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 The first legal town-meeting, to act upon matters relating to the war, was held on the 4th of May, 1861; at which it was voted to ‘raise two thousand dollars to equip the volunteers from Chester, and to pay their support and the support of their families while drilling.’ A number of meetings were held during the war, at which money was appropriated for the payment of bounties to volunteers and State aid to their families. The returns which we have received from Chester are not so full as those which have come to us from the other towns, and therefore a full abstract of the town's proceedings cannot be given. Chester, according to a return made by the selectmen in 1866, furnished ninety-eight men for the war, which is at least twenty-five less than the true number, as it filled its quota on every call of the President, and at the end of the war had a surplus of three over and above all demands. Four were commissioned officers. The whole amount of money appropriated and expended by the town on account of the war, exclusive of State aid, was ten thousand six hundred and fifty-nine dollars and eighty-four cents ($10,659.84). The amount of money raised and expended by the town during the war for State aid to soldiers' families, and which was afterwards repaid by the Commonwealth, was as follows: In 1861, $323.20; in 1862, $989.42; in 1863, $797.39; in 1864, $1,942.26; in 1865, $1,089.92. Total amount, $5,142.19.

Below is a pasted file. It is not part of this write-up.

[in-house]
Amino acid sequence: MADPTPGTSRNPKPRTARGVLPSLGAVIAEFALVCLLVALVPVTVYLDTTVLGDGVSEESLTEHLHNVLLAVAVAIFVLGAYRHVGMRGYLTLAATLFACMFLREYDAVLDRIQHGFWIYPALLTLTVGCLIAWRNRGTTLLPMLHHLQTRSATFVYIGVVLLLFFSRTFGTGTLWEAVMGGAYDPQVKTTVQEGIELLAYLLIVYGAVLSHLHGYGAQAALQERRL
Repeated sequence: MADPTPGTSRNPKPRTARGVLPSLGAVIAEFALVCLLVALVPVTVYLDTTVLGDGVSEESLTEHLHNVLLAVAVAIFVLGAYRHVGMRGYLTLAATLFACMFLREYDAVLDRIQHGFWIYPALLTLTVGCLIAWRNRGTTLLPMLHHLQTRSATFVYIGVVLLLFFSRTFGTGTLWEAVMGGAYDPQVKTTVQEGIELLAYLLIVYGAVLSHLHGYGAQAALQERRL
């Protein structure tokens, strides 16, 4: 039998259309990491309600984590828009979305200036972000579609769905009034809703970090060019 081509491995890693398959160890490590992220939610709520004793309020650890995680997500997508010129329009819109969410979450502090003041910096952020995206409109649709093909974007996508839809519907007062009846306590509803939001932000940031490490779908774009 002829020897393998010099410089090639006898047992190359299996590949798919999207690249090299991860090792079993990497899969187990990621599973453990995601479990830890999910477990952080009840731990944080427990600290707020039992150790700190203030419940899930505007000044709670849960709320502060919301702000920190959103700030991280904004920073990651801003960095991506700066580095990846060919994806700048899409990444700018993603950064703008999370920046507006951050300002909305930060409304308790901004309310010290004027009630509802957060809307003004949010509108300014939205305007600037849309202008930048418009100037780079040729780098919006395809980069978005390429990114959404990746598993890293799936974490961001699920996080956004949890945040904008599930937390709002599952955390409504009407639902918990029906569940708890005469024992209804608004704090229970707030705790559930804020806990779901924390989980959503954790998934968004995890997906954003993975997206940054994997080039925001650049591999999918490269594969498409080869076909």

Otis Chapman, Silas Mosman, William Thayer, Lucas B. Chapin, Daniel Knapp; in 1863, Otis Chapman, Edgar T. Paige, Daniel Knapp, Lucas B. Chapin, Silas Mosman; in 1864, Sylvanus Adams, William R. Kentfield, Henry S. Herrick, Pliny Cadwell, George H. Knapp; in 1865, George H. Knapp, Henry S. Herrick, Simon G. Southworth, Russell S. Farney, Charles S. Stiles. The town-clerk and town-treasurer during all of these years was Lester Dickenson.
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